Generally speaking, there are two types of loans available to you in a 401k. They are called general purpose loans and principal residence loans.
As the name suggests, general purpose 401K loans can be used for any old reason whatsoever; there are no limitations for its use. If you need it to pay for hospital bills that you can’t afford, you can do it. If you need it to pay for your plane tickets to Hawaii, you can do that, too (though we do advise against this).
Principal residence 401K loans, on the other hand, can only be used toward the down payments and closing costs on a primary residence. You cannot use this loan type for remodeling your current home, nor can you use it to purchase a second home or vacation home.
In the case of a principal residence loan it is not uncommon to have to provide proof to either your benefits office or your 401k provider that you are using the money to purchase a primary residence. If you do have to provide proof, you will probably need to provide them a copy of the sales agreement and/or mortgage contract. A good faith estimate signed by both the buyer and seller is also acceptable documentation, though not by itself. It should be accompanied by a sales agreement. Check with your employer since acceptable documentation will vary by plan.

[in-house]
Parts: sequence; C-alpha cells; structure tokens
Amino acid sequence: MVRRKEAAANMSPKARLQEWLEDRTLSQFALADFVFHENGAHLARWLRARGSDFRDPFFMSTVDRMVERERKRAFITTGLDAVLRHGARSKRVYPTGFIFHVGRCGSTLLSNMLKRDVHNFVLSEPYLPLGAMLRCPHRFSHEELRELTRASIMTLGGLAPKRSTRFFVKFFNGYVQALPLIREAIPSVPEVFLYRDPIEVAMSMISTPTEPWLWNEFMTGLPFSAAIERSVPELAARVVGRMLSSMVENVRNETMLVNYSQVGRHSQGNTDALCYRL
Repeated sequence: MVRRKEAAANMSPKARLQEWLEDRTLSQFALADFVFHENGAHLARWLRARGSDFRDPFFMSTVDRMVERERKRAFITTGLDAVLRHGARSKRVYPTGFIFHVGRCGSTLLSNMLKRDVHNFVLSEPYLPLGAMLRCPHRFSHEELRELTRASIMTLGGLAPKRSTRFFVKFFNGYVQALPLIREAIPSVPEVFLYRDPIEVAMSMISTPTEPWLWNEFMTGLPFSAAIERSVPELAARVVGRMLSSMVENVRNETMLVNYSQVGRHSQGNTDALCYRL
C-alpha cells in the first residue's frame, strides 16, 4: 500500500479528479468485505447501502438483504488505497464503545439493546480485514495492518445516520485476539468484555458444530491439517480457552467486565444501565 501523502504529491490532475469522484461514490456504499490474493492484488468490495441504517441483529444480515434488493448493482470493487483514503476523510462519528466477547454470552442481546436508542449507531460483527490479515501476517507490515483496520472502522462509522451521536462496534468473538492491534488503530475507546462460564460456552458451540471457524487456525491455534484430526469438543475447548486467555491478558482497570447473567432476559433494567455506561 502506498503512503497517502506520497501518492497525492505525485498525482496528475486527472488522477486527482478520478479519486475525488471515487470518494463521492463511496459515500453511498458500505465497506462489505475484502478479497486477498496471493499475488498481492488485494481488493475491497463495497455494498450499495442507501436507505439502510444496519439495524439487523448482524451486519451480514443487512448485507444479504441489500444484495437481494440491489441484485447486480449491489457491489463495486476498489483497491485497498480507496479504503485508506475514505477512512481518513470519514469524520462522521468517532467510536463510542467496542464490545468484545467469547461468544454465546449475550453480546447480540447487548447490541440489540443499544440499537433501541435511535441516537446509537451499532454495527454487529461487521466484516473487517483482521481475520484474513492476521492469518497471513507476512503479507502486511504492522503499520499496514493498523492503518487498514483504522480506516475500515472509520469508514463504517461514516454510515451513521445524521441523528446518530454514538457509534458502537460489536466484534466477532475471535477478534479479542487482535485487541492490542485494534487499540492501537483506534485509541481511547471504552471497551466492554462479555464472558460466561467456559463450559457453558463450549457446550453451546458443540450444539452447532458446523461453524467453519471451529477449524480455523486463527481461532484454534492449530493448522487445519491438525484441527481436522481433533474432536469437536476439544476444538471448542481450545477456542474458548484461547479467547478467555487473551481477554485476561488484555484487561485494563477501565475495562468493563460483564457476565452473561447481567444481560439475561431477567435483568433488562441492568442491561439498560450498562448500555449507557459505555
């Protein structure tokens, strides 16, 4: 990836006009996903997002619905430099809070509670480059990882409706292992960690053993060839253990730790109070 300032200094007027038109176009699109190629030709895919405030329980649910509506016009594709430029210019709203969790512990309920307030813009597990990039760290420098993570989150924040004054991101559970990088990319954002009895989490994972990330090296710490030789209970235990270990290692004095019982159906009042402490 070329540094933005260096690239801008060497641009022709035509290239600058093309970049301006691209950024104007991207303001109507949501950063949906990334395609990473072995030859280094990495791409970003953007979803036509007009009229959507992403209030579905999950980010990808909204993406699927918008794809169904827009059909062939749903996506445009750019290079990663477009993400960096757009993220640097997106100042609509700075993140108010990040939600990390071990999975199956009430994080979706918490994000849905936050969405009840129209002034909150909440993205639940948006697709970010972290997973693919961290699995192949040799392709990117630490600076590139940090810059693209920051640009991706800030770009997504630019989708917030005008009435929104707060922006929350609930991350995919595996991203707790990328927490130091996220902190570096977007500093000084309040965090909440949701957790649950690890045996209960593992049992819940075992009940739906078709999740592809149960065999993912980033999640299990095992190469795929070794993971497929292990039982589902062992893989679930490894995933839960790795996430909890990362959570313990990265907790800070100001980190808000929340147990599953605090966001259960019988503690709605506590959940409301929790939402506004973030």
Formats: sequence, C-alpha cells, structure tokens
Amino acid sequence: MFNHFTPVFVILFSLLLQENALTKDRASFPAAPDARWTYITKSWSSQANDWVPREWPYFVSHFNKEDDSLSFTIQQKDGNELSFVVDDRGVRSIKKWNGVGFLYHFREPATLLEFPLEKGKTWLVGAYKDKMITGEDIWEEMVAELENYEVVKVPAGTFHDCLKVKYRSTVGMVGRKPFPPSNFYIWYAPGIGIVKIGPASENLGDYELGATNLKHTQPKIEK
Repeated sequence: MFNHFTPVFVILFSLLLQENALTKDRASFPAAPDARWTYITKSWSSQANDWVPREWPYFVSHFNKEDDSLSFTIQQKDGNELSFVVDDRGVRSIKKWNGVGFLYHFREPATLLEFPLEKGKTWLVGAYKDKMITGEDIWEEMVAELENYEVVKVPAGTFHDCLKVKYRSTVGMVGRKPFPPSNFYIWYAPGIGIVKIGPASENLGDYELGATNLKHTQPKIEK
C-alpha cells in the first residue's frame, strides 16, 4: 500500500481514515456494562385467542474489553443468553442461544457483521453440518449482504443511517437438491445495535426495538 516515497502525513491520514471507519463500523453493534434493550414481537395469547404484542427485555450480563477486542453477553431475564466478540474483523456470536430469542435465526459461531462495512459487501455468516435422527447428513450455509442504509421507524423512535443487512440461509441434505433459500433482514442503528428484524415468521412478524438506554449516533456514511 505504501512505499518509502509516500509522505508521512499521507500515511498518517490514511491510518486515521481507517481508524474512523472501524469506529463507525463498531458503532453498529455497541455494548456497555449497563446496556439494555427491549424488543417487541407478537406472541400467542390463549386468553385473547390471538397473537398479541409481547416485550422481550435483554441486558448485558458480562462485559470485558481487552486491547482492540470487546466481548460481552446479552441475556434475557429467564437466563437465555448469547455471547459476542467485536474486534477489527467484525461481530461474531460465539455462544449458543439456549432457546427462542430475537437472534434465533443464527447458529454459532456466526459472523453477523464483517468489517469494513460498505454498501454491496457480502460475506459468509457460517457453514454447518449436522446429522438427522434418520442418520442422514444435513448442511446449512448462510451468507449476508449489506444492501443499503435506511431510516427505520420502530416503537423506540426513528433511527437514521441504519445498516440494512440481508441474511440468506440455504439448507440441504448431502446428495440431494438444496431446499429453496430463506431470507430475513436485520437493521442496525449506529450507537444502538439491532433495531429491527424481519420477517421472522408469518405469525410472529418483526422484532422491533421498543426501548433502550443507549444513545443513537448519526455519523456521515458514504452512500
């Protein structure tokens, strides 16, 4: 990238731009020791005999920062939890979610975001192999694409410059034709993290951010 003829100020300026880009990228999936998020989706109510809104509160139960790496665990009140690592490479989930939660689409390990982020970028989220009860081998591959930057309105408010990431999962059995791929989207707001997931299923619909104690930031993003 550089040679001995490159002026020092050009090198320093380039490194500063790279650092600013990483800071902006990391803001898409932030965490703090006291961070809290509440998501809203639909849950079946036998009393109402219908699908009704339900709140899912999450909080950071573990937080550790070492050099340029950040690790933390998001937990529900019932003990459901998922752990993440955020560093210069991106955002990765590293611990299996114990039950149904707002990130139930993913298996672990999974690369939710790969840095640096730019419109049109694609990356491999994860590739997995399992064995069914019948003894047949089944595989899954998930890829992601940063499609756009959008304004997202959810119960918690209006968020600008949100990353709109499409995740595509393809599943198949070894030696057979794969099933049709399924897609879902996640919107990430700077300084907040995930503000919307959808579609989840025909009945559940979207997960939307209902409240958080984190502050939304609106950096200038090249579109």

As you can see, with two types of loans available in your 401k, there isn’t much to research. Your best bet is to keep all loans outstanding for as little time as possible if you absolutely must take one.
There are plans that do allow 401k loans for very specific reasons; most likely hardship reasons. Hardship reasons, per the IRS, include: Purchase of primary residence (which would be covered under a principal residence loan if available), prevention of eviction or foreclosure from primary residence, expenses related to post-secondary education (tuition and books, but generally not room and board), and medical expenses NOT covered by insurance. Some plans may also allow additional types that cover expenses related to the damage of a primary residence from natural disasters (created in response to Hurricane Katrina), and funeral expenses.